The wind is blowing, the leaves are changing, and Halloween decorations are already being sold in Targets across the nation. Yep, it’s fall alright, and officially the end of summer. For many, this summer was a time where we lived life to the fullest and had as much fun as we possibly could. Some vacationed in new places to take in some culture. Others managed to withstand the heat and get some well-deserved sun at the beach. My summer, however, wasn’t the typical holiday you’d have in mind for a college student who really needed to take a break from school work and thinking. For a chunk of my summer, I was engaging in socialist discourse at the YDSA national convention in Atlanta, Georgia.
To those who don’t know what YDSA is, it stands for the Young Democratic Socialists of America, an organization that is planting itself on college campuses all over the nation to break the neoliberal two-party mentality that is so apparent in our country’s youth. Some of you may not know this, but Muhlenberg has its very own chapter of YDSA, and that chapter nominated me to represent it at what is arguably one of the largest spaces for young people to discuss socialism, communism and any political ideology that would send your MAGA hat-wearing uncle through the roof with anger. While this event doesn’t seem like the typical summer fun that you’d have in mind for a 20-year-old, I can’t lie and say that I wasn’t excited to finally engage with a large group of socialists.
Growing up in a small town like mine, it’s not easy to walk into a room full of people and openly say you’re a socialist. Sure, Bernie Sanders makes it look easy, but then again Sanders didn’t grow up around “Lock Her Up” bumper stickers and classrooms that taught students to fall in love with Reaganomics. Despite being a socialist for several years, I had never really met another leftist until I got to college, and even that wasn’t enough for me. I dreamed of one day being in a room where everyone in it was a fierce anti-capitalist like myself. The YDSA convention was my chance to finally get what I wanted…but it didn’t necessarily turn out to be that.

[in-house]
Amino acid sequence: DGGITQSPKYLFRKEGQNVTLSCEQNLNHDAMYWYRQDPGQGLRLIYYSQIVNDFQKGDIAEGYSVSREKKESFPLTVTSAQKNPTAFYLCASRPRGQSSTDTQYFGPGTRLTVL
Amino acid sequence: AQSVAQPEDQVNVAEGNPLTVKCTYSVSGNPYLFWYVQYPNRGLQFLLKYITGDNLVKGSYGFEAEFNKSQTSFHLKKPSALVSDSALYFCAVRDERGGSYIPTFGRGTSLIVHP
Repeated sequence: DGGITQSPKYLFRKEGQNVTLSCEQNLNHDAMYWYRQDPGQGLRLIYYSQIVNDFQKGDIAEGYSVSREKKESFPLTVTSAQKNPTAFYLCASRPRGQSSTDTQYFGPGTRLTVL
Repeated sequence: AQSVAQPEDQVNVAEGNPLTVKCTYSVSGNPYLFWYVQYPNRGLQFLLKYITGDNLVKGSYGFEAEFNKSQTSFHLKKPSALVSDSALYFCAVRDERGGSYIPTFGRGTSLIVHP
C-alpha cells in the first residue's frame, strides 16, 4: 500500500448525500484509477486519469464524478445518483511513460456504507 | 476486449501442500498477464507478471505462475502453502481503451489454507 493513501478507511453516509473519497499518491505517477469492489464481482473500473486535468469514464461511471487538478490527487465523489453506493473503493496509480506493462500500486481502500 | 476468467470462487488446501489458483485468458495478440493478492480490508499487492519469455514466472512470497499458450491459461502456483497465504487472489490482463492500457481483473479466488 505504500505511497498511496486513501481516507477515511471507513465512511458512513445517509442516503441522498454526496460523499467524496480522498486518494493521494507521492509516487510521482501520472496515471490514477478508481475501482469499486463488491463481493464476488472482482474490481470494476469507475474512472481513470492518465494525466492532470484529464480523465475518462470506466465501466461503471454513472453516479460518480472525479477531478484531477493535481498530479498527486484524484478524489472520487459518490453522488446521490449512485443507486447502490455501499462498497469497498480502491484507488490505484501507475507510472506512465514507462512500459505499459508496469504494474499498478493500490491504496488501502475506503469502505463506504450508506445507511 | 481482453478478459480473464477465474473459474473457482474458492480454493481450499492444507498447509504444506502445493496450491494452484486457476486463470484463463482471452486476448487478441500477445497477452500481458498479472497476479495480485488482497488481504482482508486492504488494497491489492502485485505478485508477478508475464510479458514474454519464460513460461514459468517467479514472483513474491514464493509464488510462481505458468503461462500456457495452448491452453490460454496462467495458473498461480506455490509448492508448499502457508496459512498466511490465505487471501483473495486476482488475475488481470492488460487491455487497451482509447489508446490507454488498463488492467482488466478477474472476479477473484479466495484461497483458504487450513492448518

When I flew into Atlanta, I was met with amazing hospitality from my host, a Georgia Tech college student and a self-proclaimed leftist just like myself. Staying with them, I finally felt comfortable enough to express my views and talk about the issues that I was concerned with. It was a great start to the trip, but sadly enough, it wasn’t long until I was exposed to the in-fighting of the YDSA world. At the first social event for the convention, it quickly came to my attention that there was a caucus of students (which I will not name for privacy concerns) that dominated every aspect of the convention’s inner workings. Whether it was voting, discourse, or even social interaction, this union of like-minded individuals had all the power, and it splintered the convention in a way you wouldn’t even imagine.
This specific national assembly was special in that the dominating caucus was finally being challenged by the rest of YDSA. An opposing coalition, formed by the disgruntled adversaries of the first, had made its objectives clear to the entire organization: take away power from the first group, and make YDSA an equal playing field for all members.
I found myself standing alongside the opposition, but you wouldn’t have seen me being the most vocal advocate for them. Instead, the whole tense nature of the affair left me in horrified silence. I was so surprised to find my fellow comrades fighting with each other over every little detail. The debate room was divided into two sides that would barely make eye contact with each other and every parliamentary decision was made in begrudging acquiescence by people that’d rather spit in someone’s eye then shake hands. Sure, at the end of the day, votes were cast and resolutions were made, but all of it made me nervous about unity in our movement. How could we ever overthrow capitalism when we are two sides that absolutely abhor each other? How are we any different from the politicians we’re stuck with now?
At the end of the day, I’m definitely still a leftist, but I’d be lying if I said I didn’t have some fears about the leftist revolution in this country. From what I saw, the students of YDSA need to step away from their factionalism and learn to unite. We already have enough enemies in this world. We don’t need to be fighting amongst ourselves.